As usual, they had to write an outline and organize it with "many, first, next, then, clearly..." phrases -- structure that a kid like Gabriel uses absolutely literally and that will strangle his imagination for years, rather than extrapolating a basic framework from it. Then they write and "publish" a final version from the outline.
In any case, despite Gabriel's increasingly sloppy handwriting, I was able to make out some surprising statements. It's fascinating to see from a relatively objective viewpoint what your kid thinks of you, what he remembers about your time together. It might be very different than what you think -- or hope for!
My mother is special for many different reasons.
First, she assists me a lot. One of these things is to help me find paper whenever I need it.
Next, Mom and I do things together at home. We sure do a ton of baking!
Then, she teaches me a lot. My mother educates me with complex math.
Last, of course she loves me. She gives me lots of hugs and kisses.
Clearly my mother is very special (crossed out) important.
This is amusing and informative on numerous levels. Getting Gabriel paper so he can draw his incessant schematics is very, very, very important to him. I bought him a binder today to keep all his designs in -- that should rank up there!
Next, We don't bake that much together, we just don't have time. I love baking with all of them, but getting it all together to do so is much less frequent than I'd like. Yet, he remembers it. That's fascinating. (In other schoolwork in which he had to write what he liked about me, he remembered the few times we built tracks together -- that stood out far far above other things I'd done far far more often with him.)
Next, I teach him complex math?? I have absolutely no idea what he's talking about. Indeed, he talks all the time about electronics and some of the math behind it (e.g. today, "Mom, do you understand truth tables?"), and when we're baking I never hesitate to pose a problem to him ("what's half of 2/3?"). He has yet to ask me a math-related question in which I'm forced to say "I don't know, ask Dad," as I have to say all the time when it has to do with voltage or capacitance. Good thing for that graduate degree in computer science, or my 8-year-old would think I was a high-school dropout. OK, so I can help him with binary arithemetic now, but it'll only be a matter of a few short years before I haven't a prayer of answering his math questions.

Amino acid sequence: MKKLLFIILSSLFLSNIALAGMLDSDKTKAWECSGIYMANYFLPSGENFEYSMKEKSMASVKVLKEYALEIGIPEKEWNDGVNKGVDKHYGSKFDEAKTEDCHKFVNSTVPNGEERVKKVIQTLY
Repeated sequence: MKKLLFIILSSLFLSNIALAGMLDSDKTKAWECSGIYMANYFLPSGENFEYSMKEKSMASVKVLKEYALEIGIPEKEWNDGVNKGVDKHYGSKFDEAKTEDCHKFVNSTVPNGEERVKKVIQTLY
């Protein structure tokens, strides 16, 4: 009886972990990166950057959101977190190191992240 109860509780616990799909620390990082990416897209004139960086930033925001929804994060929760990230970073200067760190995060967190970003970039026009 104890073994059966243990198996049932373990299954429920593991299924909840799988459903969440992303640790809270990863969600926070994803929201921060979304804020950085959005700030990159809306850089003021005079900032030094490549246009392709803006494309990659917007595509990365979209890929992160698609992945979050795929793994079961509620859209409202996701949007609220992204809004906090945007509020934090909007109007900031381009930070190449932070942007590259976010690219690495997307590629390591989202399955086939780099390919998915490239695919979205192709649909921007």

But best for last. "She gives me lots of hugs and kisses." And this is completely true. I'm very demonstrative with him, perhaps even moreso since I know those days are numbered. As he approaches puberty, our physical relationship will necessarily change. Right now, I still own him, and can grab and hug and kiss him and cuddle with him and have him sit on my lap all I want.
I notice when I pick him up at CDC that I'm more rough-and-tumble than most Moms; like when I pick him up by one leg and carry him outside while he hollers and his friends howl in laughter, or when I pin him to the floor and tickle and kiss him, again eliciting guffaws from his friends. So I do tend to play physically with him, perhaps moreso than many Moms, and perhaps that's what that comment reflects. All Moms hug and kiss their kids of course! But this comment is surprising from Gabriel of all kids.
There will come a point that he won't want hugs and kisses from his wrinkled old (and short!) mother. But right now, it seems that means a lot to him, and that means so so much to me.
Katrina set a family record last night: 6 throw-ups, and all the baths, bedding and clothing changes that go along with that. She started around 11:00, and the last one was about 5am. She didn't even wake up for the last one; I heard her crying out and ran into her room and picked her up, and her head fell back, limp in my arms. I changed her bedding and PJs, wiped her off, and she collapsed back to sleep.
Dave and I were so tired from the numerous efforts (he'd bathe and dress her while I searched the house for more bedding and ran laundry) that we both stayed home from work today. This was nice actually; it's remarkable how different -- dare I say eays? -- life is when it's just us and one (mostly) sweet little girl. Indeed, she doesn't tantrum much when there aren't brothers around to impress! Then she developed a temperature this afternoon, so we're going to tag-team going to our jobs tomorrow.